Five drug-makers prescribe treatment availability for Africa. Dave Gilden says, “Put your R&D where your mouth is.”
The May 11 news reports gave hope to the world: Five major pharmaceutical companies were going to slash the prices of their HIV drugs by up to 90 percent in developing countries. That’s within the realm of possibility: Manufacturing costs, after all, make up about 15 percent of the drugs’ total U.S. price, with much of the rest lavished on marketing campaigns.
Unfortunately, the press had gotten carried away, and the notion that affordable therapies would become universally available was more hype than hope. The real story: Five pharmaceutical companies—Boehringer, Bristol, Glaxo, Merck and Roche—had joined with United Nations officials to issue a “statement of intent,” saying they “are willing to work with committed governments, international organizations and other stakeholders to find ways to broaden access while ensuring rational, affordable, safe and effective use of drugs for HIV/AIDS-related illnesses.”
Glaxo did promise to eventually reduce the price of AZT and 3TC by 85 percent for programs growing out of the statement of intent. The others made no such commitment. The statement called for “significant additional funding from new national and international sources”—in other words, somebody else should help foot the bill. And a call for “continued investment in research and development by the pharmaceutical industry” was tied to a plea to respect intellectual property rights. That would ensure drug-makers’ control of supply and pricing. The South African government was quick to stress that an 85 percent price cut would put triple-combination therapy at $1,500 per person per year. At that figure, South Africa’s entire $300 million annual health budget could offer therapy for only 200,000 people—a drop in the bucket. South Africa’s rapidly growing HIV population is currently estimated at 4.2 million, with another 19 million living in the rest of Africa.
A day before the announcement, President Clinton issued an executive order pledging that the United States would not oppose African countries’ attempts to revise intellectual property law to ease distribution of AIDS medicines. South Africa and Brazil have pushed to find Third World generic drug producers who could furnish truly affordable drugs. The favorable glow of Clinton’s move was dulled at the UN’s 53rd World Health Assembly, when the United States and other industrialized countries opposed efforts to establish a worldwide list comparing alternative producers’ prices for anti-HIV drugs. The Assembly’s final AIDS resolution, approved May 20, still supported “strong” national generic drug policies and negotiating with pharmaceutical companies for price discounts, an action reflecting dissatisfaction with the vague statement of intent from the drug companies.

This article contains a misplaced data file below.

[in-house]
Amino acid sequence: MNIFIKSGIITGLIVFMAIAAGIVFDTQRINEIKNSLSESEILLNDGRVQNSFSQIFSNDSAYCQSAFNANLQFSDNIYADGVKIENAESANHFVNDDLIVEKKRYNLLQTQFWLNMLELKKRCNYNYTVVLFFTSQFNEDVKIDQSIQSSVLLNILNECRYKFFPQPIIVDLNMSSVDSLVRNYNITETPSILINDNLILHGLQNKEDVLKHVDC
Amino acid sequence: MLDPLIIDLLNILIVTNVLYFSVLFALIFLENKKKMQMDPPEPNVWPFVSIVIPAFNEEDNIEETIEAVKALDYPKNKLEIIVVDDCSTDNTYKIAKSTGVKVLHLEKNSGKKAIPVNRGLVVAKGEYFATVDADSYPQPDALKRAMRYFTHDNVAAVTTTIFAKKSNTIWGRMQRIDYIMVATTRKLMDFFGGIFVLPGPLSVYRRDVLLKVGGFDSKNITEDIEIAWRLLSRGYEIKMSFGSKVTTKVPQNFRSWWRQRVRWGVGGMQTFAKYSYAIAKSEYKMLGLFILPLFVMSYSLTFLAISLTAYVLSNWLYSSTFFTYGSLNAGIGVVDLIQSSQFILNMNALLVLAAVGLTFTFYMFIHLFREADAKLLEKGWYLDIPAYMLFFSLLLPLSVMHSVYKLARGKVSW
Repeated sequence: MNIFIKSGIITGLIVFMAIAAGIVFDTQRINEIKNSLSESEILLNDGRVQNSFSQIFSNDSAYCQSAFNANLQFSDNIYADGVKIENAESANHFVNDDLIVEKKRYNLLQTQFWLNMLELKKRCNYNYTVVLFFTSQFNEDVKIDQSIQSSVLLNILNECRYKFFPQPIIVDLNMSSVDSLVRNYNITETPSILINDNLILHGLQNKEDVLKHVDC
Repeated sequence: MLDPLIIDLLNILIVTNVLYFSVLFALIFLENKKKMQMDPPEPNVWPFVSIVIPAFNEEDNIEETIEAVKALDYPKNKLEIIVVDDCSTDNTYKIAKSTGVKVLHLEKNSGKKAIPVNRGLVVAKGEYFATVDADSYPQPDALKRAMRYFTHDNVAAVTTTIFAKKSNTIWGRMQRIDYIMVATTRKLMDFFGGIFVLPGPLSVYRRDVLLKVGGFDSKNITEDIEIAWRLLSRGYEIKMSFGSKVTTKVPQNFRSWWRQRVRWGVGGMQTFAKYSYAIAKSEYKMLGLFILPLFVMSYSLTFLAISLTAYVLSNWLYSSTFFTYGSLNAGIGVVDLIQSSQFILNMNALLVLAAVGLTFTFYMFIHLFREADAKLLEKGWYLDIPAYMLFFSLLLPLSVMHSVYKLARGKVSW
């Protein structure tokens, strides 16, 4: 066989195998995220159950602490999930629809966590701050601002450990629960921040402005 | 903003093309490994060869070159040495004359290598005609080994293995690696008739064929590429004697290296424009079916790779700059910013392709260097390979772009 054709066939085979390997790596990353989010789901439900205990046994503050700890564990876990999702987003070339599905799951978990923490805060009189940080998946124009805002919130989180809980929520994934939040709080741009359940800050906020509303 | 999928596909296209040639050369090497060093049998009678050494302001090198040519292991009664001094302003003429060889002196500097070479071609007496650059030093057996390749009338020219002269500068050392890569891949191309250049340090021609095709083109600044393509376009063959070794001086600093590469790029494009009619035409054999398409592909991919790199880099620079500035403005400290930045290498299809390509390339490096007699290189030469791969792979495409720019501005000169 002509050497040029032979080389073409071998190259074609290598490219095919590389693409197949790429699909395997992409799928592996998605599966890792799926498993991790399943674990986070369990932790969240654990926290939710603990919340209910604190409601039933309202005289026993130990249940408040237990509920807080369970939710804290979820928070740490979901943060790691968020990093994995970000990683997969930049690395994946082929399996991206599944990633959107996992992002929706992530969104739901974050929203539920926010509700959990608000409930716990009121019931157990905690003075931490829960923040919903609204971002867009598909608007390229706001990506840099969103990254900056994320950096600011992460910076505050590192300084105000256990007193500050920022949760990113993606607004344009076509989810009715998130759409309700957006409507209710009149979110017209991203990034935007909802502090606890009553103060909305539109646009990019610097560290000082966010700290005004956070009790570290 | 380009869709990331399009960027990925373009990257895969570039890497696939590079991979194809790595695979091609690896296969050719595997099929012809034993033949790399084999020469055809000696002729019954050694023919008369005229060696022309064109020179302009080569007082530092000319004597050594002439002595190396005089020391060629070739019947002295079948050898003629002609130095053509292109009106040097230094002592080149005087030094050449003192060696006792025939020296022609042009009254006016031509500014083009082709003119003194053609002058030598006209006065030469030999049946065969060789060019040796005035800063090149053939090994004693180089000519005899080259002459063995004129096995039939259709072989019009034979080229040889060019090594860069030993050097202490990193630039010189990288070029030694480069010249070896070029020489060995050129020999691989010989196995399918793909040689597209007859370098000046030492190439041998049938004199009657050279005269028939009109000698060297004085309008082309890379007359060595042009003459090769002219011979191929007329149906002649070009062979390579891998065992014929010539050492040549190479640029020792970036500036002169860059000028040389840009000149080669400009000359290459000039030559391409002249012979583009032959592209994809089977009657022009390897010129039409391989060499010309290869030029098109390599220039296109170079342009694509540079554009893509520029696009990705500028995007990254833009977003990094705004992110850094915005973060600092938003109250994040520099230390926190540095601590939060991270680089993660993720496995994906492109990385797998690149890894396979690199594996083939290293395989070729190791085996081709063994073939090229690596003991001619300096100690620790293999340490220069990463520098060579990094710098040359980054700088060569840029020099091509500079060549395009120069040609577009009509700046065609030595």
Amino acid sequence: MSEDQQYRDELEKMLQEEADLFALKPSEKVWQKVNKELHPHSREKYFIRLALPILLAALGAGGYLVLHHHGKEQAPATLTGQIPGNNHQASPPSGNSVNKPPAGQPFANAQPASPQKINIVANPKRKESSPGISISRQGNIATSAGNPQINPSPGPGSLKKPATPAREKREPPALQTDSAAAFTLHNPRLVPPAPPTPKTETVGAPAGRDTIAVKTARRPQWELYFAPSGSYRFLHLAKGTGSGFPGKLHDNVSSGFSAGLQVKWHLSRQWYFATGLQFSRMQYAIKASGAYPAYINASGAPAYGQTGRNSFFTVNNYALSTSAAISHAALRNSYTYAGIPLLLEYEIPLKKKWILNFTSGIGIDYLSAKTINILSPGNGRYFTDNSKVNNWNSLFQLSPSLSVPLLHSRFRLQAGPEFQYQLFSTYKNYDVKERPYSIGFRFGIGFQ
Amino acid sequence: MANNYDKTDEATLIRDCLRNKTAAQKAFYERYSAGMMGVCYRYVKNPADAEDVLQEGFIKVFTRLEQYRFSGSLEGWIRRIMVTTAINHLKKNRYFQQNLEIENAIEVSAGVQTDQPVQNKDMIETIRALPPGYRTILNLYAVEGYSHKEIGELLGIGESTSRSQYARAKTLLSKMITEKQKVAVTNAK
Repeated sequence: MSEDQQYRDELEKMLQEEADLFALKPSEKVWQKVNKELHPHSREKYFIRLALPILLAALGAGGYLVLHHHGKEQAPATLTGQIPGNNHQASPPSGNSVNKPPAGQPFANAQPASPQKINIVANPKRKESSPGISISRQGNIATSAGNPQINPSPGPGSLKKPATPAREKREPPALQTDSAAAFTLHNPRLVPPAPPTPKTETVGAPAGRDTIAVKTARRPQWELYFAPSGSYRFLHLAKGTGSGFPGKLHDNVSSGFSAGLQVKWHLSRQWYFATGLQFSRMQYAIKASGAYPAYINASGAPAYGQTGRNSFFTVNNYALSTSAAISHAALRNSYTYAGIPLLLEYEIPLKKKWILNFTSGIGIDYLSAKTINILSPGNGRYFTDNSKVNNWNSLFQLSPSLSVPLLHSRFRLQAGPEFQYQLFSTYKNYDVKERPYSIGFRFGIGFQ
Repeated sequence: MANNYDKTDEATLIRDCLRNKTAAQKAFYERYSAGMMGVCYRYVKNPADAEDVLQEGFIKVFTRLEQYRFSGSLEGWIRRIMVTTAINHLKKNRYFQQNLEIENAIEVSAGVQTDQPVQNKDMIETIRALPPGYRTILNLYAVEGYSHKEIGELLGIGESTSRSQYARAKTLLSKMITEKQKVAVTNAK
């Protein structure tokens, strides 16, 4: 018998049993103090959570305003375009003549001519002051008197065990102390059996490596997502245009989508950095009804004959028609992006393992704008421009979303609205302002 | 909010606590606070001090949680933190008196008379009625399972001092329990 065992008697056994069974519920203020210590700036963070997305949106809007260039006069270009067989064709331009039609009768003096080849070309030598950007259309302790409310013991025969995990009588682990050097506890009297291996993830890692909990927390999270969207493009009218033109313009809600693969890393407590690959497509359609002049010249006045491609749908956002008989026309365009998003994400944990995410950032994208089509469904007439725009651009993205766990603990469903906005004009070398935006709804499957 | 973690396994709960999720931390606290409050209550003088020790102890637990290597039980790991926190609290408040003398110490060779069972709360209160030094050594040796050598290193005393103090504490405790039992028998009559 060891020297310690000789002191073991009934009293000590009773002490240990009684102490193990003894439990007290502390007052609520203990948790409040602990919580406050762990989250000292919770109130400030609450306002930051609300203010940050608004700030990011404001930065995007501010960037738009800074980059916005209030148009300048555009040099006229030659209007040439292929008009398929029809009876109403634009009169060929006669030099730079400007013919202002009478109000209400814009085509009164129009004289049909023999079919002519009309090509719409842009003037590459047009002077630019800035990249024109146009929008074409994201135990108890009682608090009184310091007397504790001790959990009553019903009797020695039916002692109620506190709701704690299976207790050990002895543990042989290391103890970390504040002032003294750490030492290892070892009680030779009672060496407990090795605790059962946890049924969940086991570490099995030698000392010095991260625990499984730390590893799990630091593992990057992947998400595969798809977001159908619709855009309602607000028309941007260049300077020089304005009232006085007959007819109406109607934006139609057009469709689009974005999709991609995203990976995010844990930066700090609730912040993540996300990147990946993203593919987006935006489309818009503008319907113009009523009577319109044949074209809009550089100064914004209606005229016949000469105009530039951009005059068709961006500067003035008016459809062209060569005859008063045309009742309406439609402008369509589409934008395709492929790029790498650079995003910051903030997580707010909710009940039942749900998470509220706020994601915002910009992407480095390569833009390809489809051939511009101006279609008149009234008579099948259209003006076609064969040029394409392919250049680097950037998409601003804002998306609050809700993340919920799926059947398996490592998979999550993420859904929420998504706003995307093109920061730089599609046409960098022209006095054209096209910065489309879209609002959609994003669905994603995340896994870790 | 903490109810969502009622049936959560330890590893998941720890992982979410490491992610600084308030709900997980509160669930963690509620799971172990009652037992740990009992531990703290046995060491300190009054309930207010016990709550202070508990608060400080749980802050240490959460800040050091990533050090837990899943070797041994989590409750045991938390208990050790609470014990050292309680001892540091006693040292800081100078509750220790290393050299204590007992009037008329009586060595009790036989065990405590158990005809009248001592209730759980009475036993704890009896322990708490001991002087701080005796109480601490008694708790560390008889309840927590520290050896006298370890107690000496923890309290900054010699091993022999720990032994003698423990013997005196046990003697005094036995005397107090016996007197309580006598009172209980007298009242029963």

Other reactions were more blunt. The 1999 Nobel Prize–winning nonprofit Doctors Without Borders likened it to an “elephant giving birth to a mouse.” But industry insists that this mouse could roar. “The announcement was the beginning of a long process, based on this common vision of how to tackle HIV/ AIDS most effectively in the developing world. Now the real work starts,” Jeffrey Sturchio, a Merck spokesperson, explained. “We are committed to working together with local partners and the UN agencies to address underlying issues of health care infrastructure to provide a sound environment for the diagnosis, prevention, treatment and management of HIV infection.”
Improving these infrastructures is desperately needed, and poor countries clearly cannot afford to refuse an offer of help. But drug manufacturers have little expertise in health care delivery; their vaunted research departments are their main strength. Yet they have used that power rarely to provide medications for poor countries.Industry’s crowning achievement—HAART regimens—require lifelong therapy, have many side effects, permit HIV breakthrough and take sophisticated technology to sustain. Low-tech therapies that enhance the body’s antiviral abilities would make drugs accessible to poor communities in a way that price cuts for costly products cannot. Adapting plant and animal antiviral compounds for human use, nutritional supplementation, therapeutic vaccines and microbicides, and TB-, malaria- and dysentery-fighting drugs are ignored areas of research that could achieve quicker and broader results.
Practical treatments would have economic and medical benefits for us in the developed world as well as for Africa. True, they may bring less profit, especially if the companies learn to temper extravagant pricing habits. But, ultimately, industry’s real masters, the stockholders, will have to recognize that what is good for the world can also be good for the bottom line.